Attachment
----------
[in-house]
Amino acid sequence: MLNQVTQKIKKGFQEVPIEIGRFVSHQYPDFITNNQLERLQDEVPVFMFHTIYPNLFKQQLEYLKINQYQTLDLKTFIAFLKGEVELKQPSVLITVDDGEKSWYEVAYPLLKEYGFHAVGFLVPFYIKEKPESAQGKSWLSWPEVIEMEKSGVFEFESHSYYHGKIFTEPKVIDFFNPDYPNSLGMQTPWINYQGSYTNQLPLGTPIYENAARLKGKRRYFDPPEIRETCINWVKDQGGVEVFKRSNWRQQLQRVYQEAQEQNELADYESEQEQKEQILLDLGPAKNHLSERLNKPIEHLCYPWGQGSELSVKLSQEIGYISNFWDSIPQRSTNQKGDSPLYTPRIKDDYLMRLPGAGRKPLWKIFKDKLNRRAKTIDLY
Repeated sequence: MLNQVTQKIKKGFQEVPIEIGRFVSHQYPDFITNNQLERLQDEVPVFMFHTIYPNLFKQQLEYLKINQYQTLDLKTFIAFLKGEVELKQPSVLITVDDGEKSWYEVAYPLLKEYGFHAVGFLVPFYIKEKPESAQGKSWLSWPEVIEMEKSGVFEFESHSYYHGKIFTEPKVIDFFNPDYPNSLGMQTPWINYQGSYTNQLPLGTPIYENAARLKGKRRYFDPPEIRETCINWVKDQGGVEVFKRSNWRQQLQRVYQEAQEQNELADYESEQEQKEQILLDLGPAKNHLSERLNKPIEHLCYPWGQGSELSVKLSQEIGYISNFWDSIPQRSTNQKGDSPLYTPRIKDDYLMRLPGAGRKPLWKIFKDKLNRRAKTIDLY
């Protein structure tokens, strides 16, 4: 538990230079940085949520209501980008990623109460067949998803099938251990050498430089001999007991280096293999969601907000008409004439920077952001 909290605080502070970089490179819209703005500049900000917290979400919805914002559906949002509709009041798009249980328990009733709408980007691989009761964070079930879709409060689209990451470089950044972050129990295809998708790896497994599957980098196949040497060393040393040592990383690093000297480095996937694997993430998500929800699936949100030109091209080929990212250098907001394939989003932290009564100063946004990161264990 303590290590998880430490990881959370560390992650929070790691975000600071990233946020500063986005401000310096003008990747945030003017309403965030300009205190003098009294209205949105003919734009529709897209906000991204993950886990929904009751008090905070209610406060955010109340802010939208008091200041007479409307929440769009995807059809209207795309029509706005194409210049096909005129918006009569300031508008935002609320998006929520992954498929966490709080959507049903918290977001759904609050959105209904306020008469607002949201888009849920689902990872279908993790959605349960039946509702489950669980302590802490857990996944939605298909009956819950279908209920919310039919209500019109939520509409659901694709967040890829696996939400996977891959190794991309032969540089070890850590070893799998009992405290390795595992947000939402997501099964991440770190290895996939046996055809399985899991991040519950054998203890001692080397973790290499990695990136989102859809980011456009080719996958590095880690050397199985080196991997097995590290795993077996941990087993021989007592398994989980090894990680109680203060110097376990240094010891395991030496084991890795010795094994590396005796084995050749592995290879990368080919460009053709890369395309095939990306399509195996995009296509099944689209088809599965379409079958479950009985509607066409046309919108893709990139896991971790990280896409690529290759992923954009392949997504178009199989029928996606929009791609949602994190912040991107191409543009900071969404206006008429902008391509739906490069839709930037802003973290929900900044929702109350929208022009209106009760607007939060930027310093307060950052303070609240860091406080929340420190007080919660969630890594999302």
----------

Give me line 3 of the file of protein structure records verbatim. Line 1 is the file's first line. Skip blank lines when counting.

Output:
Repeated sequence: MLNQVTQKIKKGFQEVPIEIGRFVSHQYPDFITNNQLERLQDEVPVFMFHTIYPNLFKQQLEYLKINQYQTLDLKTFIAFLKGEVELKQPSVLITVDDGEKSWYEVAYPLLKEYGFHAVGFLVPFYIKEKPESAQGKSWLSWPEVIEMEKSGVFEFESHSYYHGKIFTEPKVIDFFNPDYPNSLGMQTPWINYQGSYTNQLPLGTPIYENAARLKGKRRYFDPPEIRETCINWVKDQGGVEVFKRSNWRQQLQRVYQEAQEQNELADYESEQEQKEQILLDLGPAKNHLSERLNKPIEHLCYPWGQGSELSVKLSQEIGYISNFWDSIPQRSTNQKGDSPLYTPRIKDDYLMRLPGAGRKPLWKIFKDKLNRRAKTIDLY